Some of the homeless, hungry ghosts that loiter around the Pier Plaza all day, and then sleep beneath the pier or go crawl under some bushes at night, have been there for years. Most of them largely keep to themselves, or at least keep their quarrels between themselves. Over the years I’d often reflected on close I was to being in their shoes, the difference being that I had my parents’ backyard to crash in. If not for the pop-up camper I’m squatting in now, I wouldn’t be able to afford to stay in Huntington Beach for one night.
Santos didn’t seem to have a home, although he didn’t appear homeless either. He usually wore the same uniform, a black hooded sweatshirt, the hood almost always up, and black pants. With his sharp beard, walking stick, and the pack he wore on his back, I took him to be a pilgrim or hermit. I gathered he had some small space or sanctuary he could return to when need be, although we never discussed it. Sometimes I wouldn’t see him for days, and then he’d come back and tell me what he’d seen in another seaside community. He seemed to keep his ramblings to the coast.
I knew that he took his job as a guide seriously, that he owed his life to someone taking him through the Twelve Awakenings, and didn’t feel that there was any part of the program that could be skimmed over or bypassed. At the same time, I felt like I could be working faster since I had absolutely nothing going on. I was still hoping that a cure for the pandemic would be announced and things would start getting back to normal. I had no idea what I’d do next, but felt an obligation to start planning for something. I couldn’t just sit in my Mom’s backyard forever.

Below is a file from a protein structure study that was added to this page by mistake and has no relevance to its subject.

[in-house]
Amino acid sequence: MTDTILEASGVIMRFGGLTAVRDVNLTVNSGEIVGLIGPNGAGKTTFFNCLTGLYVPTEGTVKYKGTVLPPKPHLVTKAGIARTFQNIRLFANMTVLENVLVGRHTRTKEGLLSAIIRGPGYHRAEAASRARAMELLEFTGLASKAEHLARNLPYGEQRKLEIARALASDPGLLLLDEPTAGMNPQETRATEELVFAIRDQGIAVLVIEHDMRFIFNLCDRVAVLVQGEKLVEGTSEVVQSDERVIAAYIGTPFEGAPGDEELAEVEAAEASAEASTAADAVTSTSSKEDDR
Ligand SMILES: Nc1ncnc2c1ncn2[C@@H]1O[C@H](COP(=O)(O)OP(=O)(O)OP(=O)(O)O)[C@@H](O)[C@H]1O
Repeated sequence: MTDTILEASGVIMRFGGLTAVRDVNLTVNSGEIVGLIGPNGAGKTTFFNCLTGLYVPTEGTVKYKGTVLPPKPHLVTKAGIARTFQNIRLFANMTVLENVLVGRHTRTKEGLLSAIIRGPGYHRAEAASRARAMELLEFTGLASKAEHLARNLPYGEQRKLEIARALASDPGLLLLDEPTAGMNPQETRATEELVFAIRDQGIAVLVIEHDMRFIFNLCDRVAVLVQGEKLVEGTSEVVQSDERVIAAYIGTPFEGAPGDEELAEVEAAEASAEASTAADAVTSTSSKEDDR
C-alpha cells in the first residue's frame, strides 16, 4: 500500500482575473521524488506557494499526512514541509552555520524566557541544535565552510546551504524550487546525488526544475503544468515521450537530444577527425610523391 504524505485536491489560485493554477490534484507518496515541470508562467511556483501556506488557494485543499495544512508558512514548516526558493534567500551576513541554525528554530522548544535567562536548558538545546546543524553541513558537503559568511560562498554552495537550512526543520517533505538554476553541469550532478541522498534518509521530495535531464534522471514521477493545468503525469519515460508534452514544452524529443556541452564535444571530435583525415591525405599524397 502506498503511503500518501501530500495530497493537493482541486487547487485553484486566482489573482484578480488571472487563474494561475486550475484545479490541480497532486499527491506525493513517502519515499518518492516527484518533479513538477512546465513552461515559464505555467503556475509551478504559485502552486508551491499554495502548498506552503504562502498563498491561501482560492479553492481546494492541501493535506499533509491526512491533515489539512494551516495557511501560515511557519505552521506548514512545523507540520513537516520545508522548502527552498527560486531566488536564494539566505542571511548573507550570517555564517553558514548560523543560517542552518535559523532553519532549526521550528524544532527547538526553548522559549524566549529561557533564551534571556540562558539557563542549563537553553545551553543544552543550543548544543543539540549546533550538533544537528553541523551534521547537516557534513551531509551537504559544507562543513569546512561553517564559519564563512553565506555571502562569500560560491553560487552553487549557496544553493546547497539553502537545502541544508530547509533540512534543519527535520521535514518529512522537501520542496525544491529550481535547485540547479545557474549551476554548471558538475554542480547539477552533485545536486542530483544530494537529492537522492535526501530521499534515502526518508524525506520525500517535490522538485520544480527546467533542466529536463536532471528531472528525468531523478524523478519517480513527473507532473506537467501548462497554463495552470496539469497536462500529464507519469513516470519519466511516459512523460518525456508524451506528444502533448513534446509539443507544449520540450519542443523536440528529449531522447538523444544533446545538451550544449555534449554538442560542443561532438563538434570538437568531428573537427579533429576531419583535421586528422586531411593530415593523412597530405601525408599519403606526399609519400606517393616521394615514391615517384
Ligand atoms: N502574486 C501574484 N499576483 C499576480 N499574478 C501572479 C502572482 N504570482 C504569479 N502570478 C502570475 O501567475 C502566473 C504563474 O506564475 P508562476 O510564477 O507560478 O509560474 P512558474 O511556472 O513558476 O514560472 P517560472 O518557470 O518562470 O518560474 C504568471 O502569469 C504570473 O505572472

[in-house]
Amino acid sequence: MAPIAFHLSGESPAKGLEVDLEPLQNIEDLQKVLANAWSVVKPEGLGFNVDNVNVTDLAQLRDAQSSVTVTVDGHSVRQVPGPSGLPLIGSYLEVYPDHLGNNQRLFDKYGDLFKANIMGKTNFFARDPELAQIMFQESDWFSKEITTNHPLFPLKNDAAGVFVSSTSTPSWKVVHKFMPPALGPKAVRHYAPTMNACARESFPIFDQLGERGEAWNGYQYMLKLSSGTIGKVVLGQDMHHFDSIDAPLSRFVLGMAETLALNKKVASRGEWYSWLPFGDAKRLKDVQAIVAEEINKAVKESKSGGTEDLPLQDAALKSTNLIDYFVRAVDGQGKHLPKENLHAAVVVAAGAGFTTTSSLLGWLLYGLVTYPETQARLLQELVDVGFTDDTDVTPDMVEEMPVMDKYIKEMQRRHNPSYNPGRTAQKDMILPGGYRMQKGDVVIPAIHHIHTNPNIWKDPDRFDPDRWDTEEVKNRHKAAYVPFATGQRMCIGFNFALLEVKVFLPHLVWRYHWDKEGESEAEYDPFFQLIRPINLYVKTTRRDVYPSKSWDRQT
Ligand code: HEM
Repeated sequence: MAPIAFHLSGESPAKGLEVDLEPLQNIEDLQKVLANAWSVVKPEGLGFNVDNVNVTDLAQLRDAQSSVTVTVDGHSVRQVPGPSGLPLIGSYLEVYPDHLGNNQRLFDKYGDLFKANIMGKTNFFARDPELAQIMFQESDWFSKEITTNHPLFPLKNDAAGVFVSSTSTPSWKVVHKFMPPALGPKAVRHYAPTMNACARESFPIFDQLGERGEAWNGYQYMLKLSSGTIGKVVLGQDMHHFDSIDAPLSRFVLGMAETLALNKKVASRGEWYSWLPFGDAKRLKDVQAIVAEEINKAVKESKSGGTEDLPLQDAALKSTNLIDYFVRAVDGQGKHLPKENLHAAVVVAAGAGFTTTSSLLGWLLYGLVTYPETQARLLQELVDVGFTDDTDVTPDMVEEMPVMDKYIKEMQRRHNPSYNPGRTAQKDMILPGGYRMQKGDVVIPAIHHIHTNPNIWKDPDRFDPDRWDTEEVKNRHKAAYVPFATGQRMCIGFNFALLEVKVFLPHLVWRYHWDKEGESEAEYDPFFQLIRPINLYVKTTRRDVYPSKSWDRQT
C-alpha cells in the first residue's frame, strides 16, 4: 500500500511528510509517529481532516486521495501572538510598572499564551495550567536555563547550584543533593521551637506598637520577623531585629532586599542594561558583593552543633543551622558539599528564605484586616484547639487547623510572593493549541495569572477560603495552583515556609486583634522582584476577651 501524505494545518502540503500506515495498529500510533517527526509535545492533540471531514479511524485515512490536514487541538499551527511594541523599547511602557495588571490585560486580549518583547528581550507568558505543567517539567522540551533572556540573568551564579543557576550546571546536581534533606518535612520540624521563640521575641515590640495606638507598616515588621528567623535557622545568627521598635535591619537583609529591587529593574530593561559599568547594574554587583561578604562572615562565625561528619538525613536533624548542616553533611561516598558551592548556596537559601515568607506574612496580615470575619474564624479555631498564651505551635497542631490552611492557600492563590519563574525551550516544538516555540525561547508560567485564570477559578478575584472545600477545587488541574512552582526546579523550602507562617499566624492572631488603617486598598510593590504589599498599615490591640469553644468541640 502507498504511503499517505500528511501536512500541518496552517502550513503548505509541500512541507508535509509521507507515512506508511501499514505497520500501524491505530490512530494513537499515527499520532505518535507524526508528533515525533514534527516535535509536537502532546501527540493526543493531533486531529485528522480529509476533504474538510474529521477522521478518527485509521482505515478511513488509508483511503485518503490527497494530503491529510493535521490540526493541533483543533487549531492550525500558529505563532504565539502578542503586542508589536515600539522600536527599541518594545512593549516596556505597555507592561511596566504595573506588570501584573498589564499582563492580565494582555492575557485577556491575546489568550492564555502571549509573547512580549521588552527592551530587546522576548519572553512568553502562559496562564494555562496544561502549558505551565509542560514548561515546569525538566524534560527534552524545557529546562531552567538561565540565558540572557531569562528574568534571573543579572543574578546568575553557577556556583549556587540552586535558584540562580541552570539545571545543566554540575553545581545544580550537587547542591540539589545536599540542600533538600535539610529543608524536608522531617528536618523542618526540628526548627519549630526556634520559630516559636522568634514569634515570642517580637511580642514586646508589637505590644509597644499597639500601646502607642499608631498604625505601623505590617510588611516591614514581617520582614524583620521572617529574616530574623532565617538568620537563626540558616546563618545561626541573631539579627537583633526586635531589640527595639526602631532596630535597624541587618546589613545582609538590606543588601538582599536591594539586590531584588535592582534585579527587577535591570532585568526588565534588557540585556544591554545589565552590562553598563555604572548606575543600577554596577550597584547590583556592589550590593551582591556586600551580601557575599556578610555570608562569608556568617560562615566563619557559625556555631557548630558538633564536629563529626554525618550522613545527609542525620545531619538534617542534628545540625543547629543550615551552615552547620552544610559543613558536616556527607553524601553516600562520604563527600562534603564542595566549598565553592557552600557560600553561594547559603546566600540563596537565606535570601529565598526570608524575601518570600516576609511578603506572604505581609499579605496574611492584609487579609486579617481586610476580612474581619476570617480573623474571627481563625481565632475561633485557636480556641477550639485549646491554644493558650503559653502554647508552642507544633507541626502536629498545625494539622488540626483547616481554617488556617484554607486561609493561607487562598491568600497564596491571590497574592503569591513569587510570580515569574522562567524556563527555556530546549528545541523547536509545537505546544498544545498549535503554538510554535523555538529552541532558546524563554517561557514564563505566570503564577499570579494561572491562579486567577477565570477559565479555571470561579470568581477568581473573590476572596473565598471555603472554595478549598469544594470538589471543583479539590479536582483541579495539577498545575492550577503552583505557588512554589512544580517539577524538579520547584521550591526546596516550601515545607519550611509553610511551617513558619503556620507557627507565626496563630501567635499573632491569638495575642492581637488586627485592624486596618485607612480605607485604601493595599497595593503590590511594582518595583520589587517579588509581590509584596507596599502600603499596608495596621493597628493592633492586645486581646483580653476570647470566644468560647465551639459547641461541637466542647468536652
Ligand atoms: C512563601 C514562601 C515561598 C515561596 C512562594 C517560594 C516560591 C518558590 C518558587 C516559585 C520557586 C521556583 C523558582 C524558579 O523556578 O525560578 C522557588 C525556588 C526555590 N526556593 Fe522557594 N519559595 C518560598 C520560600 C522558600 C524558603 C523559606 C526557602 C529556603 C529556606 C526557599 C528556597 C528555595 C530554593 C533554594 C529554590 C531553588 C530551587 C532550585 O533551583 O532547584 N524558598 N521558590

When I told Santos I’d finished my latest assignment, he told me to meet him at the pier that afternoon and to bring the piece I’d written on spiritual awakening and my Big Book. By the time our appointment rolled around I was feeling particularly frustrated and depressed about my situation. He told me I was actually an inspiration to a lot of the other ghosts, the way I showed up every day and was so willing to do the work required to make a change. That surprised me. We can never see ourselves the way others do. All we know is how we feel, and I felt like hell.
Santos believed that I’d been lucky, that I had one of the best stories about finding a recovery group that he’d heard in a long time. I assured him that it hadn’t been as sexy as it sounded, but when you drop names like Vietnam, Cambodia, Los Angeles, Las Vegas, and Death Valley into your narrative it sounds more like you’ve been running from The Terminator than from COVID. He believed that even if it had only been all panic-attacks and mania, it was still a classic tale of spiritual awakening, if I could maintain the courage and perseverance to follow up on it. My story, he believed, could help a lot of people.
That was both flattering and humbling to hear. It did make me want to double down on my efforts and put one hundred and fifty percent of myself into the program, if for no other reason than to find out for myself what the truth was and what was possible.
We sat down on a bench and read Chapter 2 of the Big Book of AA together. The title was There is a Solution. He read the first page and then I read the second, so on and so on, alternating back and forth, occasionally stopping to discuss things that either he or I felt were important. Afterwards, he told me to go back and read it again, and then write another piece about it, since he liked my writing so much.
I said I couldn’t guarantee another action classic, but I’d try.